The next day was the day of the competition. The Rising Star finals would take place in the evening, and the organisers had given them the entire day free to prepare themselves. But instead of working with Emma on her presentation, Rozena had her laptop open and was busy coding.

“What are you doing?” asked Emma, sitting on the arm of Rozena’s chair.

“This is the trojan virus SCRAM gave me,” Rozena explained as she scrolled through the lines of code. “I’m adapting it a little.”

“Looks like nonsense to me,” said Emma, peering at the screen. “What are you doing to it?”

“It’s quite simple,” said Rozena. “I’m changing it so that instead of it giving SCRAM access to Natasha’s computer, I’ll be the only one who can access her files.”

“Wow.” Emma sat back. “So, once you load this on Natasha’s machine …”

Rozena nodded as she typed. “Once I load this on Natasha’s tablet, I’ll be able to see everything there, but SCRAM won’t know a thing about it. I’ll be able to see her emails, Facebook, everything.”

“And then?” Emma got up to look at herself in the mirror.

Rozena sat back. “All those messages and things; there must be something to prove whether she knows what her father is up to. Whether she’s helping him. All that.”

“And how are you going to get the virus on her tablet?” said Emma. “You don’t have much time left.”

“I set that up already,” said Rozena. “I’m sending her an email with an attachment – an article about dogs. If she opens the attachment, the trojan will infect her computer, although she won’t know it.” Rozena pulled a wry face. “It still feels wrong, but I can’t think of anything better to do. I can’t just leave it. And this way, at least it’s only me that can look at her messages.”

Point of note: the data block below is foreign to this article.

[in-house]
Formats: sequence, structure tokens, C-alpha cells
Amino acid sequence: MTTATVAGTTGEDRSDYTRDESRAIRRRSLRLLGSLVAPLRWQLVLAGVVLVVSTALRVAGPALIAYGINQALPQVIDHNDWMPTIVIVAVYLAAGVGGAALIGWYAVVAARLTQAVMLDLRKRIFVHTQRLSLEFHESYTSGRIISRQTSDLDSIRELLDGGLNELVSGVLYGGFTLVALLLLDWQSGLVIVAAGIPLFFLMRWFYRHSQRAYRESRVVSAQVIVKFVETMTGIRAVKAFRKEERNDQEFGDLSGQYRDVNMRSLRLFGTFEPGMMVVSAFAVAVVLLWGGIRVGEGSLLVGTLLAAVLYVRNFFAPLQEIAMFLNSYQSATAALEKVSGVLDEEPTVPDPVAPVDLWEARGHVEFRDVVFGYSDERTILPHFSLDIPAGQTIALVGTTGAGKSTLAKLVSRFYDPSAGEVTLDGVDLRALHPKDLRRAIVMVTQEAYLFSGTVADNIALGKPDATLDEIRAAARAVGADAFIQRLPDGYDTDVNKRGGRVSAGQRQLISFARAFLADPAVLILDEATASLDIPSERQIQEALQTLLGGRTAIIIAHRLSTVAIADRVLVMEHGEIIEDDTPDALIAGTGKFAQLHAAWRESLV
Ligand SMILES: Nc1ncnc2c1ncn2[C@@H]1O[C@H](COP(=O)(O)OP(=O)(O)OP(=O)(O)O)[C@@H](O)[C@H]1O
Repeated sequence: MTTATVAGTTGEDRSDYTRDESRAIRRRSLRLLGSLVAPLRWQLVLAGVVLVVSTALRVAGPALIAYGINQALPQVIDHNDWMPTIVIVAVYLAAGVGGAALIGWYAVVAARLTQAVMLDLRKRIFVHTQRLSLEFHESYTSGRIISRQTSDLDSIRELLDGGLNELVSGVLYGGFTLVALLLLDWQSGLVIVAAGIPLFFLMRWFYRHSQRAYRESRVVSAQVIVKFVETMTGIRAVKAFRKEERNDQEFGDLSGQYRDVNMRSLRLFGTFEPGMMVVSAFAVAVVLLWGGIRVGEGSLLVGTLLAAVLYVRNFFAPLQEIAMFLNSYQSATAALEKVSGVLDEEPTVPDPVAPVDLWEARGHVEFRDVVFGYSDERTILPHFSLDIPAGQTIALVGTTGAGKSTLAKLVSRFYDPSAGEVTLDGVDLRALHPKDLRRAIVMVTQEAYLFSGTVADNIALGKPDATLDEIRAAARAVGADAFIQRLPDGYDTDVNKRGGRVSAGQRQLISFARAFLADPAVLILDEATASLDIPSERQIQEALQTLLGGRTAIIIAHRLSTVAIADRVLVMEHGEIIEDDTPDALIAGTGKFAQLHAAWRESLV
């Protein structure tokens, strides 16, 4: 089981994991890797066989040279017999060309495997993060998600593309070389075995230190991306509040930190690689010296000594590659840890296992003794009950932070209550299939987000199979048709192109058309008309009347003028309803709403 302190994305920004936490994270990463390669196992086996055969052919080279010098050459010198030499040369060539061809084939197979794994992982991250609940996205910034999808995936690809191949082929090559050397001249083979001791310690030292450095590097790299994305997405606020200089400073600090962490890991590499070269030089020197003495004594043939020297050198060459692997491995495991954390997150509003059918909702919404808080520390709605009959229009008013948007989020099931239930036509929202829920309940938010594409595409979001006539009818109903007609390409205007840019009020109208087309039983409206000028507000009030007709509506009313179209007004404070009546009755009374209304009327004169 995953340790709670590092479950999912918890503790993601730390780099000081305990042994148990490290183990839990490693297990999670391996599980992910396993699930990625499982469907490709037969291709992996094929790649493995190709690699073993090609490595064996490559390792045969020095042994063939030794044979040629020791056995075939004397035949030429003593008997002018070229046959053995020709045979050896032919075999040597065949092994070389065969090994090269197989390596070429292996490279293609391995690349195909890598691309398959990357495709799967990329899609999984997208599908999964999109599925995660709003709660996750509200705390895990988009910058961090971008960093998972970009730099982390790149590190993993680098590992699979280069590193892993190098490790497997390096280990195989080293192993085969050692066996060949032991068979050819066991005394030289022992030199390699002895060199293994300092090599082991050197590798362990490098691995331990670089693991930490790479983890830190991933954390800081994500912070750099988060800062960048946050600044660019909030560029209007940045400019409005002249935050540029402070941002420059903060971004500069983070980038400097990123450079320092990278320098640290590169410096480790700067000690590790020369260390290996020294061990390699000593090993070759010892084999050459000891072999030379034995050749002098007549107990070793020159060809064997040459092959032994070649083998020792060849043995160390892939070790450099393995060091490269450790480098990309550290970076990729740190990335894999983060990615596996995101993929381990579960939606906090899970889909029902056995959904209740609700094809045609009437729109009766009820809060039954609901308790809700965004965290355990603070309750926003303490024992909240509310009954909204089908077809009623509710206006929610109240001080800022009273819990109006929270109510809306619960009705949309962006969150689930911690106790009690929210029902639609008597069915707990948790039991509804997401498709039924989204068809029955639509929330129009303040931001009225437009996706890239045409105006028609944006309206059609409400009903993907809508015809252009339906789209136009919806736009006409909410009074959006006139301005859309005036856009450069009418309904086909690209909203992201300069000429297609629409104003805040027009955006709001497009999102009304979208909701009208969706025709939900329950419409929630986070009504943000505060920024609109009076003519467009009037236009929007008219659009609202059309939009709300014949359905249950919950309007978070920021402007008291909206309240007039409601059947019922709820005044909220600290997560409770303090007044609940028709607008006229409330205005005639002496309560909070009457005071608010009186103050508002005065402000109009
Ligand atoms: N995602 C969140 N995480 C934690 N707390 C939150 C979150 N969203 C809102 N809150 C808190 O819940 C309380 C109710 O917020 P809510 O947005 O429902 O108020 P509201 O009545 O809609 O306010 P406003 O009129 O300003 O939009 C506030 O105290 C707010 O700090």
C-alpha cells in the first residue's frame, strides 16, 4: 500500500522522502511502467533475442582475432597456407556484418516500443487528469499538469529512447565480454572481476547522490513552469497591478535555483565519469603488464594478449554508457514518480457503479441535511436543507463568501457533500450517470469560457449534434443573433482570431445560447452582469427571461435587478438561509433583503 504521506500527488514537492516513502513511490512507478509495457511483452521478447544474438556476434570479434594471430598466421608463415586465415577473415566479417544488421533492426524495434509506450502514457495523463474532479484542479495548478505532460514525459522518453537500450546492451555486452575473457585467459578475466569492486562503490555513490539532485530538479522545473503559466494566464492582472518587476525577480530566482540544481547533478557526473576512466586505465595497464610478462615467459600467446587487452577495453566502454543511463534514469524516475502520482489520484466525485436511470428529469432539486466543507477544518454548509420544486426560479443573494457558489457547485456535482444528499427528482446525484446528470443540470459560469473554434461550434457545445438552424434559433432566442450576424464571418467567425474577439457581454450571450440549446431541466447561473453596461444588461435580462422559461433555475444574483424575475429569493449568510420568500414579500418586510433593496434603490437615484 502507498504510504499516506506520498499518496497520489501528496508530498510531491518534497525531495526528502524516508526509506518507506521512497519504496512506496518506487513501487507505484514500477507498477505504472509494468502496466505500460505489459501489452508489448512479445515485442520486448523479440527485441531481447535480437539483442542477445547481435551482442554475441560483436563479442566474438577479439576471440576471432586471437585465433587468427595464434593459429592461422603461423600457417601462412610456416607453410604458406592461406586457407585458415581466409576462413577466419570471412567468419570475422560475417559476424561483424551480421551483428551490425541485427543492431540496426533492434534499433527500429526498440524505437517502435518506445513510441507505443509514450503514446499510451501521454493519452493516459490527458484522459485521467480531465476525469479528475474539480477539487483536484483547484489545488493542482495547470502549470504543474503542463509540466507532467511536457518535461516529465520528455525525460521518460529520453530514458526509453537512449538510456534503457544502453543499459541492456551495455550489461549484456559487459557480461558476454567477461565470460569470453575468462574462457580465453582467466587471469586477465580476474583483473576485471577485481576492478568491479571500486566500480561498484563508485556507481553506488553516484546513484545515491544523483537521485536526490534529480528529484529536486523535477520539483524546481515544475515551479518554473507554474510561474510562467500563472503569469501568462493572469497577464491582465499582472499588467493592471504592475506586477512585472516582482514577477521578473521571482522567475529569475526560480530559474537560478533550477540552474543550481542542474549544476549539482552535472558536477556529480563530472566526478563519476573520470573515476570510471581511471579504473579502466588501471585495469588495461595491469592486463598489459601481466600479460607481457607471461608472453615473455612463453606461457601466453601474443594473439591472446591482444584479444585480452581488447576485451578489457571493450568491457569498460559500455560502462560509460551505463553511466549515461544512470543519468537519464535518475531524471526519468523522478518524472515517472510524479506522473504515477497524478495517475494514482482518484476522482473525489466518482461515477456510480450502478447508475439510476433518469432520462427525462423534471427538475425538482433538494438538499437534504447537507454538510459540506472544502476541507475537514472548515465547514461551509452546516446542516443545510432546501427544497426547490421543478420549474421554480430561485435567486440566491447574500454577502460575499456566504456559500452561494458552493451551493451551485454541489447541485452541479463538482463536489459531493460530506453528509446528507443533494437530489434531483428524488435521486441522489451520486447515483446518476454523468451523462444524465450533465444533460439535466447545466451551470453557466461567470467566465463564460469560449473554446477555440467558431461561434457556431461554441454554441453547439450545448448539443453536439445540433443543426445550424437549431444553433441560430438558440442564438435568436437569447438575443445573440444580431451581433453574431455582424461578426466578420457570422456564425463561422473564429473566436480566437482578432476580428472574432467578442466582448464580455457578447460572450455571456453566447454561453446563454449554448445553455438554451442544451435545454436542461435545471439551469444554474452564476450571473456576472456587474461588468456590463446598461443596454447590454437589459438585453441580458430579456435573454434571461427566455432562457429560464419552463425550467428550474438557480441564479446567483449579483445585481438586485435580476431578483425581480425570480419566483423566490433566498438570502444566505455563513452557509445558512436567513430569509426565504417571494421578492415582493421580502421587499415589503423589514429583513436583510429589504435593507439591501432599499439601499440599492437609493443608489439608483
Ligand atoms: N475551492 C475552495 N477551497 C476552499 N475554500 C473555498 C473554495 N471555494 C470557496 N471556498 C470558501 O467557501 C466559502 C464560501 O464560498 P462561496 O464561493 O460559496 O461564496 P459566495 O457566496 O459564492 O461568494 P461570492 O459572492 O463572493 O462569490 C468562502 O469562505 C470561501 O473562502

“Hm.” Emma sat down on the bed again. “Shouldn’t you be getting ready for the competition tonight? It’s only a few more hours. I don’t know about you, but I’m getting nervous.”

“Just give me a few more minutes,” said Rozena.

It took more than a few minutes, but at last the new version of the trojan virus was ready, and Rozena sent the infected email to Natasha.

“Okay,” said Emma, who’d been getting more and more impatient. “We really have to start getting ready now. Melinda said we have to be ready at five so we’ll be on time getting to the auditorium.”

Rozena had a quick shower, then got dressed in the glittery black dress and neat black shoes that her mother had bought her for the occasion. Emma helped her with her hair, and watched critically as she applied her makeup.

“Let me do that,” she said at last and took the lipstick from Rozena’s fingers, and put it on for her.

By the time Rozena arrived at the auditorium her stomach was a knot of nerves. The organisers took all the competitors backstage, and started setting up everything they needed for their presentations.

“Hey!” Natasha said when she saw Rozena and Emma. “Aren’t you nervous? I feel like I’m going to die. No, actually, I feel like I’m going to throw up. Did you see the cameras?”

Rozena had seen the TV cameras, as well as the lights, microphones, and the first people who were crowding into the auditorium, talking and laughing. She also felt sick to the stomach. What if she forgot the words to her presentation? What if the sound effects that Emma was supposed to play, didn’t work?

“Hey, don’t look like that!” Natasha threw her arms around Rozena in a sudden hug. “You’ll be fine. You’ll do great! Don’t worry about it.” She gave Rozena a last squeeze and let go. “And thanks for that article you sent me. So cool. It helped me forget about being nervous for a while!”

Rozena caught Emma’s eye, and she had to turn away, sure that her face would reveal her thoughts. Natasha had opened the email she’d sent her, and by now, her computer must be infected with the trojan virus.

Then it was time. The first contestant was waiting behind the curtains, and the master of ceremonies was presenting his introduction. The curtains opened, and the competition began.

When it was her turn, Rozena felt as if she was floating. She couldn’t see the crowd because of the lights shining in her eyes, but she could hear them out there in the dark – hundreds of people watching her as she explained how her smartphone panic button application worked. She hardly knew what she was saying, and she was glad that she’d practised the presentation so many times.

Then it was over.

“Well done!” Melinda Gosling said, as Rozena stepped off the stage.


Tell us: This story partly shows how fake news is made and spread. Have you ever suspected something you saw is fake, or found out that it really is? What made you suspicious of it?